With his third feature, J.C. Chandor again proves he is one of the most exciting, young voices in American cinema – a filmmaker with a keen, much-needed understanding of character and refreshing patience for organic narrative. A Most Violent Year is a much different animal than his previous two films: 2011’s talky Wall Street drama Margin Call and last year’s wordless, one-man disaster drama All Is Lost. However, it borrows the same anxieties about fate and power and explores them on his broadest stage thus far.

As its promotional material so explicitly points out, A Most Wanted Year takes place in New York in 1981 – one of the more crime-ridden eras in the city’s history. It begins as heating oil distributor, Abel Morales (Oscar Isaac), puts down a deposit on a waterfront parcel of land that will represent a huge step forward for his business. Before the deal closes in thirty days, Abel must deal with moving his wife Anna (Jessica Chastain) into a new home, a mysterious hijacking scheme involving his trucks, a pesky district attorney (David Oyelowo) looking into the heating oil industry.

This setting – so gorgeously captured by up-and-coming cinematographer Bradford Young – is a city both alive and on the frays of collapsing into past despair. This so brilliantly mirrors Oscar Isaac’s Abel – a man brimming with confidence and charisma, but also dread and disquiet. He is a man who sees the folly in the American Dream just as much as he so badly wants to believe in it, a husband and father who loves his wife just as much a he is intimidated by her. Oscar Isaac’s fantastic control of his complexity and nuances is work deserving of both screenplay and acting accolades this coming awards season.

But, if anything, A Most Violent Year  is still a successful exercise in narrative control – a film carefully maneuvered to stay at a very slow, but very gripping boil.

The supporting cast is also stellar. Jessica Chastain is the kind of female lead that we need more of in American cinema. Chic, shrewd and strong as Abel’s wife Anna, she not only commands respect but becomes the authority of the film – that rugged gangster’s daughter edge that Abel tries so carefully to control as a businessman. Albert Brooks and David Oyelowo give great turns as lawyers respectively helping Abel’s business grow and taking Abel’s business down. They all occupy their roles with such humanity; not in the sense of goodness, but in the sense of balance. The understanding that all good comes at a cost. ‘Have some pride in what you do,’ Abel boldly declares to a caucus of his heating oil competitors. And every character and performance in A Most Violent Year expresses just that: people with pride in their occupation, people on a quest to do something good in a city that makes it hard to do so.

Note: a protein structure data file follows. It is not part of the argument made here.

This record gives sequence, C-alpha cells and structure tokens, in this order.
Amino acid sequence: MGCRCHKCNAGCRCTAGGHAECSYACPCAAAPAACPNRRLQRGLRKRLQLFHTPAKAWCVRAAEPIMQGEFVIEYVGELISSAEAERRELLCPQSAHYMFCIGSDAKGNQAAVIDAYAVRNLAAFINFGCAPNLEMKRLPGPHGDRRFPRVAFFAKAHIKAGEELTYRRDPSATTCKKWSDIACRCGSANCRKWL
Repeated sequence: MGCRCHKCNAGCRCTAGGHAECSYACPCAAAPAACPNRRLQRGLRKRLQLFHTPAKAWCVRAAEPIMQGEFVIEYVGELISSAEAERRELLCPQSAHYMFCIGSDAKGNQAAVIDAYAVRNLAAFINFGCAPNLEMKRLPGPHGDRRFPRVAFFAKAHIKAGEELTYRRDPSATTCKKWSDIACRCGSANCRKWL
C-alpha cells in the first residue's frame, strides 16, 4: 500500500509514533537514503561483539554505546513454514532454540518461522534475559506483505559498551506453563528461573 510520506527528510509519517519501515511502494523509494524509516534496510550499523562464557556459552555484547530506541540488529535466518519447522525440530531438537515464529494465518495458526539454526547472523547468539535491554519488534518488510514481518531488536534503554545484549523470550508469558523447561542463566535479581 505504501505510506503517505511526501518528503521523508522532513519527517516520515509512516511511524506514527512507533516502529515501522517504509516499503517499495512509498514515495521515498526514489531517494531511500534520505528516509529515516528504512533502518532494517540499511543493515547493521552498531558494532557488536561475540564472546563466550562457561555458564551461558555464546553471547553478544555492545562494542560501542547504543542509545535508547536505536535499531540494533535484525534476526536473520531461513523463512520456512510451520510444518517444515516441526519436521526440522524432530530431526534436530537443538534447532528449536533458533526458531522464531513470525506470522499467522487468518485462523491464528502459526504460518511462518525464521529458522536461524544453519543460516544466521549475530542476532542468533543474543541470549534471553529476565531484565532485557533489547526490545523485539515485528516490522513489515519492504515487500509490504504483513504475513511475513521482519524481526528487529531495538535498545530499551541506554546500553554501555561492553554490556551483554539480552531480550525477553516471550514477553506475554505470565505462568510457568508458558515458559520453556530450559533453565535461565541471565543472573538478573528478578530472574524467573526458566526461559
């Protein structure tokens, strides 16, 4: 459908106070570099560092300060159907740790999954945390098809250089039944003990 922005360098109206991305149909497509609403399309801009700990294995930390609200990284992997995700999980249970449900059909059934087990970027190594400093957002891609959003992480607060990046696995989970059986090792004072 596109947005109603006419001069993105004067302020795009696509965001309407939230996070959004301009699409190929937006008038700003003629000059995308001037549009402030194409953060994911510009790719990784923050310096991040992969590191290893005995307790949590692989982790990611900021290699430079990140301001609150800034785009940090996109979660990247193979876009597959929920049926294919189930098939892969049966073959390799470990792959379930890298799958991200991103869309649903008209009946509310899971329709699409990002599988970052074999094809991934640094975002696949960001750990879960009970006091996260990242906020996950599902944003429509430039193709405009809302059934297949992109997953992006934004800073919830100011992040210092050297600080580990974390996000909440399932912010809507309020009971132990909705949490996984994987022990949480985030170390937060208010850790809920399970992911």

While the film’s slow-burning tension is its greatest strength – it can also bring the film down. For the most part, the film moves with an impeccable pace – letting the characters make the choices for themselves and not letting narrative construction get the best of the movie. In this way, Chandor reveals his greatest strength as a screenwriter and, consequently, a director. His uncanny trust and interest in watching his characters respond to their environment as opposed to calculating their decisions. And while the unpredictability of the film’s trajectory is thoroughly gripping, it does get restless. It suffers from an acute multiple ending syndrome, not really knowing where to conclude its saga on a timely note and it begins to meander slightly in the third act.

A couple superfluous subplots briefly distract what begins – and ends – as a tightly-wound thriller. But, if anything, A Most Violent Year is still a successful exercise in narrative control – a film carefully maneuvered to stay at a very slow, but very gripping boil. It is another golden example of J.C. Chandor’s ever-promising skills as a filmmaker and a fascinating entry into a wide open awards season.